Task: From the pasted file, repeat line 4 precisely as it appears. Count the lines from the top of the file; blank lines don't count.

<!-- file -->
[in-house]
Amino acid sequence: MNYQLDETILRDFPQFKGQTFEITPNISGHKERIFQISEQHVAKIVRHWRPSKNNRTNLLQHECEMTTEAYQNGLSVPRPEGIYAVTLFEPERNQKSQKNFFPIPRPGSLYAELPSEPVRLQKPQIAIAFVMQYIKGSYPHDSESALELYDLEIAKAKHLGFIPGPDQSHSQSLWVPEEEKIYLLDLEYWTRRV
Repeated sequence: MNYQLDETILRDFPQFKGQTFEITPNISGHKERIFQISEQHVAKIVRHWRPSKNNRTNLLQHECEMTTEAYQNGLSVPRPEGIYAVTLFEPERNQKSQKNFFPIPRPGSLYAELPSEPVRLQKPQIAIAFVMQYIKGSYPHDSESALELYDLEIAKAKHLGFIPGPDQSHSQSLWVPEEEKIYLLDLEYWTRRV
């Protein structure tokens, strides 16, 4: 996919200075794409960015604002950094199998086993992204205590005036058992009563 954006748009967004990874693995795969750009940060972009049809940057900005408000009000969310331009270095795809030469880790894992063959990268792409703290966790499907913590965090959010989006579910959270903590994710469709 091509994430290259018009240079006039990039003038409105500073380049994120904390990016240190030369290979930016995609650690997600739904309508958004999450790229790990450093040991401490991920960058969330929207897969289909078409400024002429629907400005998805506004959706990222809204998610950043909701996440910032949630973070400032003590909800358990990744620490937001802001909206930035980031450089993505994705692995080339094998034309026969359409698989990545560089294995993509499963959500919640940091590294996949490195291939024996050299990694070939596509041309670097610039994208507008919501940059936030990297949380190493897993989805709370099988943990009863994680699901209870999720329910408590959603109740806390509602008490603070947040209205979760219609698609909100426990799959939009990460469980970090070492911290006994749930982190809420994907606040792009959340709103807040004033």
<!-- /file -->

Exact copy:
């Protein structure tokens, strides 16, 4: 996919200075794409960015604002950094199998086993992204205590005036058992009563 954006748009967004990874693995795969750009940060972009049809940057900005408000009000969310331009270095795809030469880790894992063959990268792409703290966790499907913590965090959010989006579910959270903590994710469709 091509994430290259018009240079006039990039003038409105500073380049994120904390990016240190030369290979930016995609650690997600739904309508958004999450790229790990450093040991401490991920960058969330929207897969289909078409400024002429629907400005998805506004959706990222809204998610950043909701996440910032949630973070400032003590909800358990990744620490937001802001909206930035980031450089993505994705692995080339094998034309026969359409698989990545560089294995993509499963959500919640940091590294996949490195291939024996050299990694070939596509041309670097610039994208507008919501940059936030990297949380190493897993989805709370099988943990009863994680699901209870999720329910408590959603109740806390509602008490603070947040209205979760219609698609909100426990799959939009990460469980970090070492911290006994749930982190809420994907606040792009959340709103807040004033």